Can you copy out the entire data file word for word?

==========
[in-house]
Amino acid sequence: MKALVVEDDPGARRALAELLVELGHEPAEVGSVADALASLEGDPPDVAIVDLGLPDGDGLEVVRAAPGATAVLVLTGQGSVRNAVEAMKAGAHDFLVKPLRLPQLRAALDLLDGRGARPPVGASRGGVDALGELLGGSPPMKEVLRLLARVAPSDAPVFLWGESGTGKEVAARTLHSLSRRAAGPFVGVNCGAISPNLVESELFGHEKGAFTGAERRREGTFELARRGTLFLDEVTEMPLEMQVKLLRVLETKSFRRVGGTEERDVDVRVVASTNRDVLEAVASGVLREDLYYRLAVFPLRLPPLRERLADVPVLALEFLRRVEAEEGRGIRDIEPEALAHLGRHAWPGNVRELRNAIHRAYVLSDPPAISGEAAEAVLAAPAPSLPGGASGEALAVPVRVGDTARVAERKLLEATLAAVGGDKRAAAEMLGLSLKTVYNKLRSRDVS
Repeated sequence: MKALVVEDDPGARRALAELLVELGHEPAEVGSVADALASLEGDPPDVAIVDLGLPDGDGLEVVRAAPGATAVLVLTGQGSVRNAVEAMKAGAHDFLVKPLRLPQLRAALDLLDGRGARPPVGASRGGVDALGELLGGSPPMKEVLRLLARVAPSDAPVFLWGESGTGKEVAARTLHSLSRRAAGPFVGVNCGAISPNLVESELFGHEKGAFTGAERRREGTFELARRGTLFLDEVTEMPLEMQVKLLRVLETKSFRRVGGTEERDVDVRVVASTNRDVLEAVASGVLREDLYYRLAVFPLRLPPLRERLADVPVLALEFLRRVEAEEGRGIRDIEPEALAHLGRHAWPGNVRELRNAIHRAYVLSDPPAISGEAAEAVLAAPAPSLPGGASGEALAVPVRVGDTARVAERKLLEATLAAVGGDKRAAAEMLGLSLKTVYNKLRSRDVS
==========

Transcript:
[in-house]
Amino acid sequence: MKALVVEDDPGARRALAELLVELGHEPAEVGSVADALASLEGDPPDVAIVDLGLPDGDGLEVVRAAPGATAVLVLTGQGSVRNAVEAMKAGAHDFLVKPLRLPQLRAALDLLDGRGARPPVGASRGGVDALGELLGGSPPMKEVLRLLARVAPSDAPVFLWGESGTGKEVAARTLHSLSRRAAGPFVGVNCGAISPNLVESELFGHEKGAFTGAERRREGTFELARRGTLFLDEVTEMPLEMQVKLLRVLETKSFRRVGGTEERDVDVRVVASTNRDVLEAVASGVLREDLYYRLAVFPLRLPPLRERLADVPVLALEFLRRVEAEEGRGIRDIEPEALAHLGRHAWPGNVRELRNAIHRAYVLSDPPAISGEAAEAVLAAPAPSLPGGASGEALAVPVRVGDTARVAERKLLEATLAAVGGDKRAAAEMLGLSLKTVYNKLRSRDVS
Repeated sequence: MKALVVEDDPGARRALAELLVELGHEPAEVGSVADALASLEGDPPDVAIVDLGLPDGDGLEVVRAAPGATAVLVLTGQGSVRNAVEAMKAGAHDFLVKPLRLPQLRAALDLLDGRGARPPVGASRGGVDALGELLGGSPPMKEVLRLLARVAPSDAPVFLWGESGTGKEVAARTLHSLSRRAAGPFVGVNCGAISPNLVESELFGHEKGAFTGAERRREGTFELARRGTLFLDEVTEMPLEMQVKLLRVLETKSFRRVGGTEERDVDVRVVASTNRDVLEAVASGVLREDLYYRLAVFPLRLPPLRERLADVPVLALEFLRRVEAEEGRGIRDIEPEALAHLGRHAWPGNVRELRNAIHRAYVLSDPPAISGEAAEAVLAAPAPSLPGGASGEALAVPVRVGDTARVAERKLLEATLAAVGGDKRAAAEMLGLSLKTVYNKLRSRDVS